July 19,1986, former Genesis lead singer Peter Gabriel was at No. 2 on US charts with his somewhat unusual single, “Sledgehammer.” In a funny twist, his former band, Genesis was at No. 1 with their pop track “Invisible Touch.”
Both songs are interesting in their portrayals of love situations. “Invisible Touch” is about the narrator falling for someone without noticing that she has reached in and touched his heart. The arrangement is engaging, and the chorus is catchy. Besides Collins’ voice, the standout factor of this song is that it makes good use of rhythm and word choice.
“Sledgehammer” on the other hand, is a masculine, with a slower tempo. The narrator in this song wants the object of his affection to call on him, so that he can be her “Sledgehammer.” It is bravado and innuendo wrapped in a sort of British pop-soul that is ultimately entertaining. Gabriel’s shriek’s and exclamations add to the song’s dynamics.
Gabriel left Genesis in 1975, and almost immediately launched a successful solo career. The song “Solsbury Hill” was (and some respects still is) immensely popular. Most US audiences of a certain age are familiar with Gabriel’s single “Shock the Monkey” from his 1982 album “Peter Gabriel.” “Sledgehammer” is from his 1986 album “So.”
Genesis after Peter Gabriel
When Gabriel left Genesis in the 1970s, drummer Phil Collins also took on the role of lead vocalist. Collins’ smooth but flexible vocals allowed the band to score a number of hits. Not to mention his powerhouse drumming, especially on songs like “In the Air Tonight.”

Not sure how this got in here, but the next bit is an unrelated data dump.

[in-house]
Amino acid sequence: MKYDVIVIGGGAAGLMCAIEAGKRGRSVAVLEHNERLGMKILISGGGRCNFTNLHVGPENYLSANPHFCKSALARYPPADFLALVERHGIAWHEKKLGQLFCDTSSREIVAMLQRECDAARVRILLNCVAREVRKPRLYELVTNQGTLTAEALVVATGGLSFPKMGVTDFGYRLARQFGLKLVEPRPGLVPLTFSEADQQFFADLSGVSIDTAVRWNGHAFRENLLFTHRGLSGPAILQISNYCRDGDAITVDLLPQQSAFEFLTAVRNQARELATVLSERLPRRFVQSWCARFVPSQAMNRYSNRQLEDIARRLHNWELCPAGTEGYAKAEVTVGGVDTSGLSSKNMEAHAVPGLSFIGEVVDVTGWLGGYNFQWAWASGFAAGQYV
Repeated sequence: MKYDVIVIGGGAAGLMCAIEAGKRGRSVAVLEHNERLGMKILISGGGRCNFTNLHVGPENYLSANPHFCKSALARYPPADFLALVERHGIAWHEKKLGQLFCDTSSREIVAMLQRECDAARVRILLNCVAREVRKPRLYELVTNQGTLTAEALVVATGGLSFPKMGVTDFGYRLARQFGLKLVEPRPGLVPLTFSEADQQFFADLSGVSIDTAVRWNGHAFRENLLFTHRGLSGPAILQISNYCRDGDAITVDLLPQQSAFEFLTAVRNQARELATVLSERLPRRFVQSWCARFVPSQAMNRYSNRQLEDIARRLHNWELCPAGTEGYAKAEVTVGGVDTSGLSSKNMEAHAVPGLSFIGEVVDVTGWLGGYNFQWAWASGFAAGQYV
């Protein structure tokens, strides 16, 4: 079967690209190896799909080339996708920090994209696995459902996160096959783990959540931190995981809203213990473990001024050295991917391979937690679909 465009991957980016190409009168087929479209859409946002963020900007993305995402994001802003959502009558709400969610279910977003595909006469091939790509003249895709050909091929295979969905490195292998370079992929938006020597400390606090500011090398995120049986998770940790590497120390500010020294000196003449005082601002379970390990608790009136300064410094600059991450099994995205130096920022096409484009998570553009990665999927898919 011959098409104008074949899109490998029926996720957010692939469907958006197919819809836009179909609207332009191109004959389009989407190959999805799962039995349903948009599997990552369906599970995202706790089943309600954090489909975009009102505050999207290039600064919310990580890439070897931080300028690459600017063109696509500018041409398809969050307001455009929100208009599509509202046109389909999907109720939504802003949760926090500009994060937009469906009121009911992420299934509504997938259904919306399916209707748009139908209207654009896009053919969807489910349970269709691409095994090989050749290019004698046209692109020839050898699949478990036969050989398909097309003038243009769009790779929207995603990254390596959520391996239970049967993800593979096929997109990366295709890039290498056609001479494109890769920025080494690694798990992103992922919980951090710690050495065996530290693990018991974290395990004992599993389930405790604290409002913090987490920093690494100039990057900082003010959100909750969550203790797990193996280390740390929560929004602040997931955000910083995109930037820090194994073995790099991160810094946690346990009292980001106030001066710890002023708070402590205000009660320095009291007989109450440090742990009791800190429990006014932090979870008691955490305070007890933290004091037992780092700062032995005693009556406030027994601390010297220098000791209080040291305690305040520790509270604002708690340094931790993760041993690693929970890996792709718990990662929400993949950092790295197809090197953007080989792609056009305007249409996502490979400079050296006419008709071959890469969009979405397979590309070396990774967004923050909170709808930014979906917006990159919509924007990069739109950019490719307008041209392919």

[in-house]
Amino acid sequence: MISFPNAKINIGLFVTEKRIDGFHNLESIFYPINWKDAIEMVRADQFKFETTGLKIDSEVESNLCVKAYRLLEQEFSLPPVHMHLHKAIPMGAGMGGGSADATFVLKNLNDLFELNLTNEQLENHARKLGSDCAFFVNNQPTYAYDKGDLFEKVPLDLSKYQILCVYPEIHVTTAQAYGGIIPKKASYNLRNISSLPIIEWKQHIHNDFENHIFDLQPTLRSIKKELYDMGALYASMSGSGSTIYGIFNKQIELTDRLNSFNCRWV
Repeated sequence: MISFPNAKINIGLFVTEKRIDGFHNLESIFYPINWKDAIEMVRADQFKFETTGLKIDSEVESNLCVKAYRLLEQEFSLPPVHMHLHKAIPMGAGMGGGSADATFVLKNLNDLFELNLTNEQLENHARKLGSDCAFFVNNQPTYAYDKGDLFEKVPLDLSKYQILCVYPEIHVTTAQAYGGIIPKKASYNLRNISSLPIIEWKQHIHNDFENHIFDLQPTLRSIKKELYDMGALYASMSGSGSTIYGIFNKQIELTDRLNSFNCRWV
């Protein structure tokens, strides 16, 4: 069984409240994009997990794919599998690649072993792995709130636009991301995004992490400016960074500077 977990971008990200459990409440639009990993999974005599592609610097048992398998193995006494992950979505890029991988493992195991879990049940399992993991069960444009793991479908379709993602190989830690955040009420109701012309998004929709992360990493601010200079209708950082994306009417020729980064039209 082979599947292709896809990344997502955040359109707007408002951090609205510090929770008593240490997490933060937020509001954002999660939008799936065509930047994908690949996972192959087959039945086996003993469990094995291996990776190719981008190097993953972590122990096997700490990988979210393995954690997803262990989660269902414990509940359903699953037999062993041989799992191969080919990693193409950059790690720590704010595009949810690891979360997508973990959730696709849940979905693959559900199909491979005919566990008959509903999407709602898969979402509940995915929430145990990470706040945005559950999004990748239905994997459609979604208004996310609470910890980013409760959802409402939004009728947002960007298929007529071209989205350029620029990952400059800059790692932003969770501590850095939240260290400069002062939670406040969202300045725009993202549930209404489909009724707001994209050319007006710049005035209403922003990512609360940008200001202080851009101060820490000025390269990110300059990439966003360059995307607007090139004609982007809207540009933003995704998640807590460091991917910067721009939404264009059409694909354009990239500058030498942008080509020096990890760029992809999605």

Genesis began to craft songs that fit the world around them and their worldwide fans. Their single “Land of Confusion” succeeds in part on the basis of the quick pace of the vocals and the way the drums are used to create dynamics. Also, the song’s political commentary fit in with the 1980’s threat of nuclear war.
Both Genesis and Gabriel managed to be successful during the 1980s. The performers’ neck-and-neck performance at the top of the charts indicates in some ways an equal amount of talent, which doesn’t always happen.
Peter Gabriel and Genesis on the charts
While during the week of July 19, 1986 Genesis had the No. 1 spot, and Gabriel No. 2, it should be noted that the following week, there was a reversal of fortune. For the week of July 26 of that same year, Gabriel made it to No. 1. Both songs spent a respectable amount of time on the charts eight weeks (Genesis) and 12 weeks (Gabriel).
Both songs had to compete with the likes of Kenny Loggins and Janet Jackson and others to hold any positon on the chart.